Forced Bravery

It is probably a little-known fact, but I have a touch of claustrophobia. I don’t like tight spaces, especially if they are dark and could possibly contain all manner of creepy-crawly creatures. It is NOT a little-known fact that I’m a big guy. A point that I’ve used to say that I can’t climb up into my attic as the ladder wouldn’t hold. Not to mention that I probably couldn’t really move around once I was up there.

Recently my father-in-law, who’s 80 and a giant of a man, was working on replacing a section of the roof on his motorhome. He was going up and down the ladder and walking around some twelve feet into the air. All the while grunting and groaning as his legs have started giving him problems. We were replacing the cover when he came down. In the process of pulling the tarp over the top, it got hung on one of the vents. He started to climb back up the ladder but I couldn’t let him do that. The last thing we needed was for him to have a heart-attack on top of an RV.  So I quickly scampered up and released the hung rope. My wife noticed a hole in the tarp so I quickly moved the ladder and climbed back up on the other side to reach over and patch the hole with some strategically placed duck-tape.

I didn’t have a choice. I would never forgive myself if I stayed on the ground, allowed him to go back up, and then get hurt or have another heart attack. Understand, I pray that I have the drive that he does when I’m his age. During one of our moves he kept pace with me, in some case out lifting and pacing me; and the man was in his 70’s at the time!  Talk about an eye opener at the state of my own health!  In this case, however, he really was spent.  His strength was gone for the day and there was still work to get done.

After that, I knew the ladder would hold me. Which meant I could no longer put off some projects that required me crawling around in our attic. We have a lot of data devices in our home and needed to run hardline to the rooms to get the streaming devices off the wi-fi signal. The first drop was easy, I didn’t have to leave the opening in order to drill the hole and drop the wire down the wall. Getting it fished out was a bit tricky as we ran into some other wires, but, we got it done. Running a hardline to my inlaws bedroom … that was a bit more of a challenge.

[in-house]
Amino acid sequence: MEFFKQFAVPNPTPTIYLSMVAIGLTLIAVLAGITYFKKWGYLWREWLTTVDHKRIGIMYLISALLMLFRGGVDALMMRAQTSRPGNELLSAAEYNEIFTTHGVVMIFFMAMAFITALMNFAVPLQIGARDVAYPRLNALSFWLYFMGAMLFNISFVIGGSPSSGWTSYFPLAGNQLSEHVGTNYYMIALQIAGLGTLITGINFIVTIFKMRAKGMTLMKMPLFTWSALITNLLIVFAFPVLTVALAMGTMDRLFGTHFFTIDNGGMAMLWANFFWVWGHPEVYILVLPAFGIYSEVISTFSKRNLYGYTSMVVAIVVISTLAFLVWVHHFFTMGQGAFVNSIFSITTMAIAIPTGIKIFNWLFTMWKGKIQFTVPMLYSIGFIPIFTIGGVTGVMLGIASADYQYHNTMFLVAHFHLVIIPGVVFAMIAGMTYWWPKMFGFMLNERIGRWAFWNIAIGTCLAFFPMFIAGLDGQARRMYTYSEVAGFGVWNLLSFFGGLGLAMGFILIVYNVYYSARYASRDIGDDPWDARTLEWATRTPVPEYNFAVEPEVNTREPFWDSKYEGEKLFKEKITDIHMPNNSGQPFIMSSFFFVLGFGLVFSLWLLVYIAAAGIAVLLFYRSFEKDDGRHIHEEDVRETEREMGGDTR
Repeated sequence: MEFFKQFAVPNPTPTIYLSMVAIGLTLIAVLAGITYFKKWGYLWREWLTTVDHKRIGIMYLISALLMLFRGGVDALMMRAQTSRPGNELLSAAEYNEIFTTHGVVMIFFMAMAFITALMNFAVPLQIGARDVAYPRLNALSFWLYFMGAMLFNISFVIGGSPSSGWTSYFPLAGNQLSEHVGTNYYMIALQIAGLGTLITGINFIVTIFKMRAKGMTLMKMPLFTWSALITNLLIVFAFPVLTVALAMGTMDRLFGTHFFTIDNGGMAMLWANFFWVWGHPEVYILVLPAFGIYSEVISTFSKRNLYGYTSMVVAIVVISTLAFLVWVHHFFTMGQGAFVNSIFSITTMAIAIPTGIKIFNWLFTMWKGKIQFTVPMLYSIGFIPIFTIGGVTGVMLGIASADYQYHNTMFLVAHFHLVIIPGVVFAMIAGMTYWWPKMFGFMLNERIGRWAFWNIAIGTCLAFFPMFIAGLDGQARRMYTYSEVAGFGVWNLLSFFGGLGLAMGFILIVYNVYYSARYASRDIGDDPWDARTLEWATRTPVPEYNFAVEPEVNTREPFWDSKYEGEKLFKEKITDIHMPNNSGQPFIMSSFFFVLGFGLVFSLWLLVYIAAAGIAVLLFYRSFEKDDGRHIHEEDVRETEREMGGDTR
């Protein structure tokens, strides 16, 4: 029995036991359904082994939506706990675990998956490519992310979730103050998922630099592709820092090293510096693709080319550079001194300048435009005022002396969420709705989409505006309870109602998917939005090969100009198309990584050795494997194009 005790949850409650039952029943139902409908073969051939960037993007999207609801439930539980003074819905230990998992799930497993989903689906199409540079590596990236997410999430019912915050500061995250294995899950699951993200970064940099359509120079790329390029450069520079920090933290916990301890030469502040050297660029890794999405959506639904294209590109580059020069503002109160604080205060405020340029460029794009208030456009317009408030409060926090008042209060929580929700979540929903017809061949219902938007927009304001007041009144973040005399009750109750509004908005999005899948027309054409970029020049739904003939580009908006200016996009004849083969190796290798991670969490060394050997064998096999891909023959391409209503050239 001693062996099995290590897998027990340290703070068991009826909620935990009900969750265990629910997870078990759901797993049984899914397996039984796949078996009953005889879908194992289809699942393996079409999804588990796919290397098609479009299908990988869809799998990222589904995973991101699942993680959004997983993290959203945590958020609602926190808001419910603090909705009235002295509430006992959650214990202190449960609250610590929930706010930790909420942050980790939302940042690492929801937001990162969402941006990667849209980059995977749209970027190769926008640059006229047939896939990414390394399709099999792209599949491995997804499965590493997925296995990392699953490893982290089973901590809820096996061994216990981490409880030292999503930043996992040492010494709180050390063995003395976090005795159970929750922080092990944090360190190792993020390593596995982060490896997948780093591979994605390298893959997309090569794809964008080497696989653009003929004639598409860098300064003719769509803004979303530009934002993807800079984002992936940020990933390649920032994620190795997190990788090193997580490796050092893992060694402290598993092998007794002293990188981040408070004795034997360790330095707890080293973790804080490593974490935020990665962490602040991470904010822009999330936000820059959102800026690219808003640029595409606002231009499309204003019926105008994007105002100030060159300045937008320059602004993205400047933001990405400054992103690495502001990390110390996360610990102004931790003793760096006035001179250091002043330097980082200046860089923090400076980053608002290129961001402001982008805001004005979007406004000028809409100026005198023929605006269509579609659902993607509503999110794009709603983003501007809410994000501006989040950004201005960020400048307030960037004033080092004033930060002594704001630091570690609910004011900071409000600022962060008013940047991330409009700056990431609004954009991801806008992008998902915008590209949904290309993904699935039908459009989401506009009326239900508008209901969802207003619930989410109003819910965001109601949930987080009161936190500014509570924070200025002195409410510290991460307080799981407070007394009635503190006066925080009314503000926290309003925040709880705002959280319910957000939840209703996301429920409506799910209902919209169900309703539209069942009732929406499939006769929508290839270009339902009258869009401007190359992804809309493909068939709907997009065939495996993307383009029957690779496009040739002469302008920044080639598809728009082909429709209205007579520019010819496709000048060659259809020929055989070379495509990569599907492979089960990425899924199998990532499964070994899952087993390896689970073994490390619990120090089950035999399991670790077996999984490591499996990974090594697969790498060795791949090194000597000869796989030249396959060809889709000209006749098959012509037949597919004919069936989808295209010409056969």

I had already pulled the cat5 cable over to the opening on my previous job. This time, though, I had to crawl up into the attic and make my way to the air handling unit of our busted HVAC system. Then slide up and over the unit to drill down into the inside wall behind their TV. Lifting my girth through the small entry in our ceiling was funny enough. But then sliding along the floor of the attic to avoid the trusses of our very short roof … I thought myself crazy. But, I did it. I had already cut the hole in the wall so my youngest was able to tell me that she saw wires on the first fish attempt.

Getting back down was more difficult than getting up there. I had gotten turned around so it wasn’t as simple as doing everything backwards.  The fear of stepping on the wrong spot and putting my big number twelve through the ceiling was ever present. The proximity of the HVAC system and it’s trunk line made for a tight squeeze in an already cramped space. Not to mention the heat and dirt. Sweat rained from my forehead and soaked my shirt. After folding into positions I didn’t think possible and cramps in places I didn’t know existed, I finally contorted my way down the hole and back into my home. My daughter noted how wet and filthy I was. I, through heavy breaths, told her that there’s a reason fat men don’t do those kinds of jobs.

But I’m glad I did. Now other projects that will require me going into the attic don’t seem as impossible. I’m not swearing off hiring someone else to do the work for me, but it’s no longer a necessity either. All of this has been opened up because I was forced to climb an untrusted ladder. I would never have done that for myself, climbed the ladder I mean. I only did it so my father-in-law wouldn’t. Makes me wonder what else I’m capable of if I can keep someone else from having to do something.

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